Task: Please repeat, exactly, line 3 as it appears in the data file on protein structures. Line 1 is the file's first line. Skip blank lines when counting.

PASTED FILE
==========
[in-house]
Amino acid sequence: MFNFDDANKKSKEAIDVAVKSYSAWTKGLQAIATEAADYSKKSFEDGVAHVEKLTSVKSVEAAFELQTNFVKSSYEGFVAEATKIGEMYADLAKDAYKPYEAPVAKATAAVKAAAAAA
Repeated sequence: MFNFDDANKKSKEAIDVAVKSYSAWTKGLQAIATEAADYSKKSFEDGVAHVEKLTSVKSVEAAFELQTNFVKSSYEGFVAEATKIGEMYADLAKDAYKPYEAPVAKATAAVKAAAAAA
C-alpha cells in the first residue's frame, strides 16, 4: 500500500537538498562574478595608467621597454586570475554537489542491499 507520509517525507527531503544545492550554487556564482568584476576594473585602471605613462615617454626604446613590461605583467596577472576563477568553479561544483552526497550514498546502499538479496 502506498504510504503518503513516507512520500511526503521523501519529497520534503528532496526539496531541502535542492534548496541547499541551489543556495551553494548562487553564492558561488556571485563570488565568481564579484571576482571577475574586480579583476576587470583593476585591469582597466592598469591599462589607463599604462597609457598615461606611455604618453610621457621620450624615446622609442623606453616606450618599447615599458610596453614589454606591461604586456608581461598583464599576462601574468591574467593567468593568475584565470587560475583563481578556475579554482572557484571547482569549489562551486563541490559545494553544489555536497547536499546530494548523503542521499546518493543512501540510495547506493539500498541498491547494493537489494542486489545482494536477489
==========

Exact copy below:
Repeated sequence: MFNFDDANKKSKEAIDVAVKSYSAWTKGLQAIATEAADYSKKSFEDGVAHVEKLTSVKSVEAAFELQTNFVKSSYEGFVAEATKIGEMYADLAKDAYKPYEAPVAKATAAVKAAAAAA